The Great Veil Debate

I remember a while back during one of my courses, I got into a heated discussion with a professor about the wearing of the Muslim veil.  Needless to say my colleagues were surprised to hear that as a former Muslim I opposed the Muslim head scarf (the burka, hijab, and niqāb).

For its entire mystique the Muslim head scarf, in all its form, is nothing more than male ownership of female sexuality. Little do western observers realize that often the choice between the wearing of the hijab and not wearing it comes down to severe physical harm. Instead, it is assumed that women who wear the veil do so of their own volition.

And while this may be true in some instances, the concept of choice can only be used as a valid reason in the context of an environment free of medieval sexual apartheid. Consider this, currently in the Islamic republic of Iran the penalty for not wearing the veil correctly is seventy-five lashes. The lashes are sometimes administered publicly for the purpose of discouraging others from following suit. Similarly In Saudi Arabia (the birth place of Islam and home to its holy shrines) the punishment can be as severe as beheading by sword.

We also hear Muslims and their defenders espouse the concept of modesty, often perversely citing examples of sexual assault on women whom dress provocatively as evidence of the hijabs necessity.  But this line of argument assumes that women who dress provocatively are asking to be assaulted and further whitewashes the fact that in cases involving women that have been raped and assaulted in a Muslim country the women are sentenced to stoning while men pay a mere fine.

It is important to also consider the hijab to be more than a religious obligation. This is especially true of women who wear the head covering in western countries. Immigration is a traumatic and emotional experience. It is often the case that as immigrants we find comfort in familiar customs that not only distinguish us from the rest of society but also gives us a sense of communal solidarity.

The western observer should be weary of assumptions behind the wearing of the veil. There are many women around the world to this day that struggle against sexual oppression in places like Iran and whose rights have been ignored for sake of medieval traditions.  Whatever the politically correct view may be, the Muslim head scarf is a form of sexual repression whose sole purpose is to validate male ownership (father, husband etc) of a women’s body and “honor”. There are many women around the Muslim world that would relish the opportunity to dress as they please, and would only dream of not being harassed because of the way they dress themselves.  It irks me to see women in Canada “choosing” to wear this medieval costume, knowing that there are women elsewhere who are being severely harmed because they “choose” not to wear it. To me, this is akin to a freed slave wearing a slave collar proudly!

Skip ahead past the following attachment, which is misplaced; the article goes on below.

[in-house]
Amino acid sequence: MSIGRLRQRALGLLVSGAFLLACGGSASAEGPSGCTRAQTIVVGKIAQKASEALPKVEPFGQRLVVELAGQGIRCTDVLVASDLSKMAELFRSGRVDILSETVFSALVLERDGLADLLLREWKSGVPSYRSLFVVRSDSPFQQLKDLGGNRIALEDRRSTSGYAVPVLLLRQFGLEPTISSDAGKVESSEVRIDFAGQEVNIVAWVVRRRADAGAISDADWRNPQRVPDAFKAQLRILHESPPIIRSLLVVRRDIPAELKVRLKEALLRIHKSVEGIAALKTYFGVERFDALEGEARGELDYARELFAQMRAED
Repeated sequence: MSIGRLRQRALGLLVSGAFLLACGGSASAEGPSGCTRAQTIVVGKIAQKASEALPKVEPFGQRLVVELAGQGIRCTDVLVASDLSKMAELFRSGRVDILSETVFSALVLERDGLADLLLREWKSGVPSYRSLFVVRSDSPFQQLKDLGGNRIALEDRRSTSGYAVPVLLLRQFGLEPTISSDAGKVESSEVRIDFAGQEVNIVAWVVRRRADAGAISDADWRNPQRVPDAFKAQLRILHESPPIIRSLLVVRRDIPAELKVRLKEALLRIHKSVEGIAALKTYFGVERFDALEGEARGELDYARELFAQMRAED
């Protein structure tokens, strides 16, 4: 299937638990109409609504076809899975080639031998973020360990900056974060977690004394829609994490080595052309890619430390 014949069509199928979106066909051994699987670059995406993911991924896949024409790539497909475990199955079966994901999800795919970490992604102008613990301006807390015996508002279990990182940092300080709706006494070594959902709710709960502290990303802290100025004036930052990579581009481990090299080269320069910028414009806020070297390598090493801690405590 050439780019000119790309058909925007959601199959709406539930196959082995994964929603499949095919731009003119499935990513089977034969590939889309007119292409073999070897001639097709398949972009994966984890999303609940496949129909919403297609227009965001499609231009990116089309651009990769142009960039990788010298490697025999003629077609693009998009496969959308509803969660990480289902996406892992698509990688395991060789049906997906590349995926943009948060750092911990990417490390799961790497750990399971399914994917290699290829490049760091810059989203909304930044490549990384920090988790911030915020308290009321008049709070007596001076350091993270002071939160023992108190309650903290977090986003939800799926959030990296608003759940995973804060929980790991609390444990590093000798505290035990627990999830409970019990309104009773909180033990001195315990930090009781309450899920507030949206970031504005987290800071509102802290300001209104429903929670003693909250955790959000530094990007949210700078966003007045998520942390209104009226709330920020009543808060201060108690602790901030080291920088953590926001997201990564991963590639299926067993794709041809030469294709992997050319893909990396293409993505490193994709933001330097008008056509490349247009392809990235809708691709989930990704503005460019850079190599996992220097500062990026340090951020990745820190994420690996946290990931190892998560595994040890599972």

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2 thoughts on “The Great Veil Debate

  1. Very powerfully argued. This has been my thinking too, but there’s been a whiff of relativist doubt in my mind, along the lines of, “What if they really do want to wear it?” I’m now persuaded that women who want to wear it shouldn’t, in solidary with those who want to to take it off, but can’t.

  2. “What if they really do want to wear it?” Well if they do then this is their personal, secular decision and not a religious obligation. In line with this policy of free choice everybody then should wear any garment that comes to their mind and which covers totally their face: man included. So how would you feel seeing a big man wearing a head covering revealing nothing but eyes? Would you feel safe and respect his rights to cover the face? I don’t think so. No religion or personal right should EVER interfere with other people’s right to actually see the other person’s face and know who they are talking to or who did something wrong to them (so giving them chance to get this person caught and obtain some justice in case of rape or burglary etc.)

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